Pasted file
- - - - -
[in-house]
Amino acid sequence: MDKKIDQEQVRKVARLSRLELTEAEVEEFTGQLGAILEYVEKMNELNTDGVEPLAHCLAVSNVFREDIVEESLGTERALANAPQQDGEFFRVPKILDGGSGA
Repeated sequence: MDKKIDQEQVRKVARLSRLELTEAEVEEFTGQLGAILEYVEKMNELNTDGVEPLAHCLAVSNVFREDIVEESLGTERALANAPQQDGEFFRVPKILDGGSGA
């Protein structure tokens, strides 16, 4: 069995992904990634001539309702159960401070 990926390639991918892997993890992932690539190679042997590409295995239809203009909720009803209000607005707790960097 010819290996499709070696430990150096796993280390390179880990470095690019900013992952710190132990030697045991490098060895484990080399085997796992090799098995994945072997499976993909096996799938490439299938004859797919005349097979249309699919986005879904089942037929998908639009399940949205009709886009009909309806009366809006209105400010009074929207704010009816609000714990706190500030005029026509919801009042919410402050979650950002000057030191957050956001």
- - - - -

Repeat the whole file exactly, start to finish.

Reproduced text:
[in-house]
Amino acid sequence: MDKKIDQEQVRKVARLSRLELTEAEVEEFTGQLGAILEYVEKMNELNTDGVEPLAHCLAVSNVFREDIVEESLGTERALANAPQQDGEFFRVPKILDGGSGA
Repeated sequence: MDKKIDQEQVRKVARLSRLELTEAEVEEFTGQLGAILEYVEKMNELNTDGVEPLAHCLAVSNVFREDIVEESLGTERALANAPQQDGEFFRVPKILDGGSGA
């Protein structure tokens, strides 16, 4: 069995992904990634001539309702159960401070 990926390639991918892997993890992932690539190679042997590409295995239809203009909720009803209000607005707790960097 010819290996499709070696430990150096796993280390390179880990470095690019900013992952710190132990030697045991490098060895484990080399085997796992090799098995994945072997499976993909096996799938490439299938004859797919005349097979249309699919986005879904089942037929998908639009399940949205009709886009009909309806009366809006209105400010009074929207704010009816609000714990706190500030005029026509919801009042919410402050979650950002000057030191957050956001």